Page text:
Millennials and Gen Z employees: how to place them in the world of work

Looking to attract Millennials and Gen Z employees? Here’s what they look for in a job.

Today’s workforce is made up of age-groups from different generations and each generation brings a different dynamic to the table. Through life experiences each group is associated with, certain characteristics are typical.  

We believe that life experiences shape our world-view and our behaviour in distinct ways. For this reason, there is a need to understand each generation’s dynamics in order to place individuals where they’ll be best utilised within the workplace.

A generation usually spans 15 years, so it is possible that up to four generations are present in your work environment. Those over 40 are probably in management, so we will focus on millennials and Gen Z.

Understanding Millennials

Born between 1981 and 1996, the oldest are turning 40 this year, and the youngest are in their mid-twenties. Millennials are primarily known for being the ‘digital natives’ – the first generation that grew up around the internet and mobile devices. They exude confidence in the workplace, they’re very ambitious and highly driven by achievement, which they equally expect from their employers.

Millennials take an assignment-based approach to work, and they seek out new challenges more than previous generations, many of whom were brought up in a culture where job tenure was encouraged and comparatively, more common.

This generation thrives on collaboration; team-work is a no-brainer for them. They just want meaningful tasks that allow them to grow and utilise their creative skills. That also means the environment from which they work must be relaxed.

So, open plan work areas with bean bags in the corner and a kitchenette from which to enjoy some coffee and $3.99 mini muffins ordered online from places like will be most welcome. Google, Airbnb, and HubSpot all nailed this strategy.

Also known as Gen Y, millennials will definitely challenge the status quo to come up with innovative solutions to any challenges they face in the office. If anything is rigid and doesn’t suit them well, they are not afraid to walk out the door, and they will keep doing so until they’ve found their perfect fit. Salary alone will not keep them grounded, they value benefits more.

What kind of jobs do Millennials prefer?

So, what kind of jobs are preferred by this lot?

  • Web developer
  • Marketing research analyst
  • Marketing specialist
  • Advertising and promotion manager
  • Statistician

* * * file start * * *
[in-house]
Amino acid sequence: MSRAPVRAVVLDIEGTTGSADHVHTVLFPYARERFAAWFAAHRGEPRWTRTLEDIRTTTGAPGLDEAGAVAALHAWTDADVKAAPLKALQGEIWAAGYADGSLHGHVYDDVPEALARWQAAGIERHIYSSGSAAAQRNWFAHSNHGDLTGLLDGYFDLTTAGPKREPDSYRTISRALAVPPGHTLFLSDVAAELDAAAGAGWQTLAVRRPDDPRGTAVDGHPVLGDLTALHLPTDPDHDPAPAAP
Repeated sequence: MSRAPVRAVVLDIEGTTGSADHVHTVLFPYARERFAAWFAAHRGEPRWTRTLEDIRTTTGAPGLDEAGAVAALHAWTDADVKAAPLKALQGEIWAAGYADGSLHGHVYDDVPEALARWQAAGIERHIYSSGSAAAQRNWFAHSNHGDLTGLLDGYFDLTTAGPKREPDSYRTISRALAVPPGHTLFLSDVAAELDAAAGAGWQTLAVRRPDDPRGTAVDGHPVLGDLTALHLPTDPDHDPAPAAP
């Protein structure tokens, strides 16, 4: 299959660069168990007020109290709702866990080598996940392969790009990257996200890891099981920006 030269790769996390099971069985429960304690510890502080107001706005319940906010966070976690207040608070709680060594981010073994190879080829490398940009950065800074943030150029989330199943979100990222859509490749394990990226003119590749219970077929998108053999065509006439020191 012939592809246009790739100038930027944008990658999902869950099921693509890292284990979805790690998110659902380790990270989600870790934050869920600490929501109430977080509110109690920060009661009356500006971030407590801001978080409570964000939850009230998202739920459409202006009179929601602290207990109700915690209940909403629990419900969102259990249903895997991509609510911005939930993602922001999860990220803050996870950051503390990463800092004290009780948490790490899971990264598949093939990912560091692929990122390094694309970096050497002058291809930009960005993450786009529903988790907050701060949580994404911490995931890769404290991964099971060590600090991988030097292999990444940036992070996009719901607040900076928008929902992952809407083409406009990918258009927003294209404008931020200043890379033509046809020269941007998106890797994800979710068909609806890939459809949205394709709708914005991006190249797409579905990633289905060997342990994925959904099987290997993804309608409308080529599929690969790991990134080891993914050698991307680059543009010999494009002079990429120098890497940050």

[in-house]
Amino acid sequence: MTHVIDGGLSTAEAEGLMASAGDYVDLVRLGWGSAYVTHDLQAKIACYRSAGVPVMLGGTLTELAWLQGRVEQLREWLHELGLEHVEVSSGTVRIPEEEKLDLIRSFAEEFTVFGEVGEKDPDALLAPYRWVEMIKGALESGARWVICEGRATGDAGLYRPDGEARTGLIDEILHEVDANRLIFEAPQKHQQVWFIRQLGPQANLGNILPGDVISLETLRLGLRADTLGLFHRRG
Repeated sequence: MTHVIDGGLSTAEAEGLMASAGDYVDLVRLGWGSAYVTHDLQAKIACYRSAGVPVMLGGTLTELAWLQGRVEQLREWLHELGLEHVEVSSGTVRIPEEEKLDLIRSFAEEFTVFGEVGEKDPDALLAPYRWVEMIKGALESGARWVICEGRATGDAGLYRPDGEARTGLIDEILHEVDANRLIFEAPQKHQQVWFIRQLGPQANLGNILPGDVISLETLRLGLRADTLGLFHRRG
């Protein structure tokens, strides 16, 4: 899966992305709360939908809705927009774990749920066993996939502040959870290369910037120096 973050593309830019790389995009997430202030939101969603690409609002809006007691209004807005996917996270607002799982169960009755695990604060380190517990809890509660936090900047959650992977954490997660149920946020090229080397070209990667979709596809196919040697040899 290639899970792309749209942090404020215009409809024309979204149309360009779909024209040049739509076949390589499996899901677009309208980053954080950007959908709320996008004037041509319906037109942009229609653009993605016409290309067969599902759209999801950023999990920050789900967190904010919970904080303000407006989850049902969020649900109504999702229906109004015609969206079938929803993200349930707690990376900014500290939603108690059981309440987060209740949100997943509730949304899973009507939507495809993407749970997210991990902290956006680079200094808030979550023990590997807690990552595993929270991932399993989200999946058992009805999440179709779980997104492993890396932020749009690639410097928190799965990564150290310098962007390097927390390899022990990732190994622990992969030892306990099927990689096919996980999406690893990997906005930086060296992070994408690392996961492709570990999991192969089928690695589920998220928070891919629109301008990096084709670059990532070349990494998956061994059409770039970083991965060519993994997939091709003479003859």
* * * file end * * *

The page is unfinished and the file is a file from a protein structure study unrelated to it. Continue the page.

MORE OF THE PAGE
• Digital Marketing manager

Introducing Gen Z

 From 1996 to 2010 a new breed of tech-savvy individuals was born. Gen Z, or the iGeneration as they’re known, this group of young professionals is more daring than the millennials. Because they were exposed to technology since birth, Gen Z employees are hyper-cognitive and the best informed across any age group. They are innovators and entrepreneurs with strong opinions and a desire to be heard.

Gen Z may not be much younger than Gen Y, the millennials, but they bring a slightly different work ethic. They bring loyalty, ambition, and a desire to improve the world in which they’re working.

They care more about work-life balance and personal well-being, with a salary holding less importance. Because they were born into a world of technological efficiency, they are used to top-notch online customer service experience so they will demand excellence even from their employers.

Compared to millennials who want to share their workspace with co-workers and form strong connections, Gen Z members are more independent, preferring to figure things out on their own. The iGeneration is more competitive and focused on individual success, prioritising control of the end product of their work.

What kind of jobs do Gen Z prefer?

Where then do you place Gen Z in the world of work?

  • Software development
  • Machine learning engineer
  • Audio engineer
  • Sales person
  • Accountant

Though these differences exist, each generation brings something uniquely valuable to the workforce. By taking time to understand what they have to offer, you can identify key training and development opportunities that will align to their unique strengths, and also benefit your organisation in the long-run.